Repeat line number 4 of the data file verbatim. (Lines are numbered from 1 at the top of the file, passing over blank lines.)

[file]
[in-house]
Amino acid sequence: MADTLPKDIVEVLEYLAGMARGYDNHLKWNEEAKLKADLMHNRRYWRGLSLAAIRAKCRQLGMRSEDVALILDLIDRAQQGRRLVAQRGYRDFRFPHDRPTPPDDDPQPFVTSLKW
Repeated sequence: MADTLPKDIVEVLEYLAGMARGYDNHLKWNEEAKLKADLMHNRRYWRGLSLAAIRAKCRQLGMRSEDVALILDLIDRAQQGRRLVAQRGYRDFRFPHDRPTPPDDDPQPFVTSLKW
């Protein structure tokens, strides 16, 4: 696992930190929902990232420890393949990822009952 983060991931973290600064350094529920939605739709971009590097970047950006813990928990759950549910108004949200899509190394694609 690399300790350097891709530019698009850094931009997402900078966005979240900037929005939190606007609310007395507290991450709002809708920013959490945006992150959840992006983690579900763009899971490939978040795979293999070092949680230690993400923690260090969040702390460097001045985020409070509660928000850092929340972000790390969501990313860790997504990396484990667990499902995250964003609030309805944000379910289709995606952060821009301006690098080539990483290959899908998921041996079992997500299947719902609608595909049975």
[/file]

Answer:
């Protein structure tokens, strides 16, 4: 696992930190929902990232420890393949990822009952 983060991931973290600064350094529920939605739709971009590097970047950006813990928990759950549910108004949200899509190394694609 690399300790350097891709530019698009850094931009997402900078966005979240900037929005939190606007609310007395507290991450709002809708920013959490945006992150959840992006983690579900763009899971490939978040795979293999070092949680230690993400923690260090969040702390460097001045985020409070509660928000850092929340972000790390969501990313860790997504990396484990667990499902995250964003609030309805944000379910289709995606952060821009301006690098080539990483290959899908998921041996079992997500299947719902609608595909049975």